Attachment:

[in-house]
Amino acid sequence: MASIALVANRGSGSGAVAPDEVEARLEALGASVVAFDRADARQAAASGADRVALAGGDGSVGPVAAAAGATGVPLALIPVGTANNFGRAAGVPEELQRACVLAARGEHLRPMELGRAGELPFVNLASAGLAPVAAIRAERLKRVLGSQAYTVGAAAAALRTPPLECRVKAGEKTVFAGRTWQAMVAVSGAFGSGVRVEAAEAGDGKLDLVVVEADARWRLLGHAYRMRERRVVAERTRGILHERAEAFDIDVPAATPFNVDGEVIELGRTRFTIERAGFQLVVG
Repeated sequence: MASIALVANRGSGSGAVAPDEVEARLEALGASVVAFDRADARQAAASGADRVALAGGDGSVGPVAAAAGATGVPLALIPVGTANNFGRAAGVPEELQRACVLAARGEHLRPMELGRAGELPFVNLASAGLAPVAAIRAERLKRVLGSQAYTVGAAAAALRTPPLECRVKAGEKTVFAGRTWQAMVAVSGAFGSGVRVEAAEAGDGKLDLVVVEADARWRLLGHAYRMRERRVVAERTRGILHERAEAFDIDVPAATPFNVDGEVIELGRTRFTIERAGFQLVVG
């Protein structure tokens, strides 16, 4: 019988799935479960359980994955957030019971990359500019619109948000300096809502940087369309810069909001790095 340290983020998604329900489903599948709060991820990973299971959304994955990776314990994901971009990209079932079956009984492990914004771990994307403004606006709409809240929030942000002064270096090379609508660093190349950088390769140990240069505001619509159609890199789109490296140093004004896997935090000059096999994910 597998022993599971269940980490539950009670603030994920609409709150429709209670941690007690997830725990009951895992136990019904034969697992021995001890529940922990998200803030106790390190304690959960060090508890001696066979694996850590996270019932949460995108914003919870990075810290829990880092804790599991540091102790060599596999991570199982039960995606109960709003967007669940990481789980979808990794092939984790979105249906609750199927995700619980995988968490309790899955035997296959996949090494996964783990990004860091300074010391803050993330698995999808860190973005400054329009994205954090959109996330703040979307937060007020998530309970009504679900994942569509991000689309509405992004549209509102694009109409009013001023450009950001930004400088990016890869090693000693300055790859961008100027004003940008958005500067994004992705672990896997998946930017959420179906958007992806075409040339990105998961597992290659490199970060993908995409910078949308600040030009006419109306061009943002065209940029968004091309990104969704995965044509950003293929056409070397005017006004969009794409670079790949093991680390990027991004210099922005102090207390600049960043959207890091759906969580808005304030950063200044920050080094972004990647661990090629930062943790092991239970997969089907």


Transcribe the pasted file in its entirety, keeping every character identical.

[in-house]
Amino acid sequence: MASIALVANRGSGSGAVAPDEVEARLEALGASVVAFDRADARQAAASGADRVALAGGDGSVGPVAAAAGATGVPLALIPVGTANNFGRAAGVPEELQRACVLAARGEHLRPMELGRAGELPFVNLASAGLAPVAAIRAERLKRVLGSQAYTVGAAAAALRTPPLECRVKAGEKTVFAGRTWQAMVAVSGAFGSGVRVEAAEAGDGKLDLVVVEADARWRLLGHAYRMRERRVVAERTRGILHERAEAFDIDVPAATPFNVDGEVIELGRTRFTIERAGFQLVVG
Repeated sequence: MASIALVANRGSGSGAVAPDEVEARLEALGASVVAFDRADARQAAASGADRVALAGGDGSVGPVAAAAGATGVPLALIPVGTANNFGRAAGVPEELQRACVLAARGEHLRPMELGRAGELPFVNLASAGLAPVAAIRAERLKRVLGSQAYTVGAAAAALRTPPLECRVKAGEKTVFAGRTWQAMVAVSGAFGSGVRVEAAEAGDGKLDLVVVEADARWRLLGHAYRMRERRVVAERTRGILHERAEAFDIDVPAATPFNVDGEVIELGRTRFTIERAGFQLVVG
């Protein structure tokens, strides 16, 4: 019988799935479960359980994955957030019971990359500019619109948000300096809502940087369309810069909001790095 340290983020998604329900489903599948709060991820990973299971959304994955990776314990994901971009990209079932079956009984492990914004771990994307403004606006709409809240929030942000002064270096090379609508660093190349950088390769140990240069505001619509159609890199789109490296140093004004896997935090000059096999994910 597998022993599971269940980490539950009670603030994920609409709150429709209670941690007690997830725990009951895992136990019904034969697992021995001890529940922990998200803030106790390190304690959960060090508890001696066979694996850590996270019932949460995108914003919870990075810290829990880092804790599991540091102790060599596999991570199982039960995606109960709003967007669940990481789980979808990794092939984790979105249906609750199927995700619980995988968490309790899955035997296959996949090494996964783990990004860091300074010391803050993330698995999808860190973005400054329009994205954090959109996330703040979307937060007020998530309970009504679900994942569509991000689309509405992004549209509102694009109409009013001023450009950001930004400088990016890869090693000693300055790859961008100027004003940008958005500067994004992705672990896997998946930017959420179906958007992806075409040339990105998961597992290659490199970060993908995409910078949308600040030009006419109306061009943002065209940029968004091309990104969704995965044509950003293929056409070397005017006004969009794409670079790949093991680390990027991004210099922005102090207390600049960043959207890091759906969580808005304030950063200044920050080094972004990647661990090629930062943790092991239970997969089907």